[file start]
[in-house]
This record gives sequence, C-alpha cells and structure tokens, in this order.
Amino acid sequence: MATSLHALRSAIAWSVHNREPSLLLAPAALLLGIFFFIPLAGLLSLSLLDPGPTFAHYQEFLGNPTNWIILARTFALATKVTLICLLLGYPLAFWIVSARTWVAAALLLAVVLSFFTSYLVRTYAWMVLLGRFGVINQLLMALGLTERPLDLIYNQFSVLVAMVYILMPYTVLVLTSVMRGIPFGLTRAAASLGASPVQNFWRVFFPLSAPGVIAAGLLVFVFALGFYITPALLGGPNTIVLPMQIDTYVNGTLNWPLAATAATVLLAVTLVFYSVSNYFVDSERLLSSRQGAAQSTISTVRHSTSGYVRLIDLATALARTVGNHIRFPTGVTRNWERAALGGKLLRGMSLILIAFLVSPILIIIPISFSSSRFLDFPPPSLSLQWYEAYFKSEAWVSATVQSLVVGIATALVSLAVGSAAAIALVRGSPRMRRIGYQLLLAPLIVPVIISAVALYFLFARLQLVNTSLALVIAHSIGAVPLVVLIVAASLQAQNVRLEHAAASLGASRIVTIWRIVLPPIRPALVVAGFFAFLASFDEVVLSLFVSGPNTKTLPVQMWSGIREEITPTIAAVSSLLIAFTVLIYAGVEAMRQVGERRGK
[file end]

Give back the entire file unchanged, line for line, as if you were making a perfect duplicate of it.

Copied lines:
[in-house]
This record gives sequence, C-alpha cells and structure tokens, in this order.
Amino acid sequence: MATSLHALRSAIAWSVHNREPSLLLAPAALLLGIFFFIPLAGLLSLSLLDPGPTFAHYQEFLGNPTNWIILARTFALATKVTLICLLLGYPLAFWIVSARTWVAAALLLAVVLSFFTSYLVRTYAWMVLLGRFGVINQLLMALGLTERPLDLIYNQFSVLVAMVYILMPYTVLVLTSVMRGIPFGLTRAAASLGASPVQNFWRVFFPLSAPGVIAAGLLVFVFALGFYITPALLGGPNTIVLPMQIDTYVNGTLNWPLAATAATVLLAVTLVFYSVSNYFVDSERLLSSRQGAAQSTISTVRHSTSGYVRLIDLATALARTVGNHIRFPTGVTRNWERAALGGKLLRGMSLILIAFLVSPILIIIPISFSSSRFLDFPPPSLSLQWYEAYFKSEAWVSATVQSLVVGIATALVSLAVGSAAAIALVRGSPRMRRIGYQLLLAPLIVPVIISAVALYFLFARLQLVNTSLALVIAHSIGAVPLVVLIVAASLQAQNVRLEHAAASLGASRIVTIWRIVLPPIRPALVVAGFFAFLASFDEVVLSLFVSGPNTKTLPVQMWSGIREEITPTIAAVSSLLIAFTVLIYAGVEAMRQVGERRGK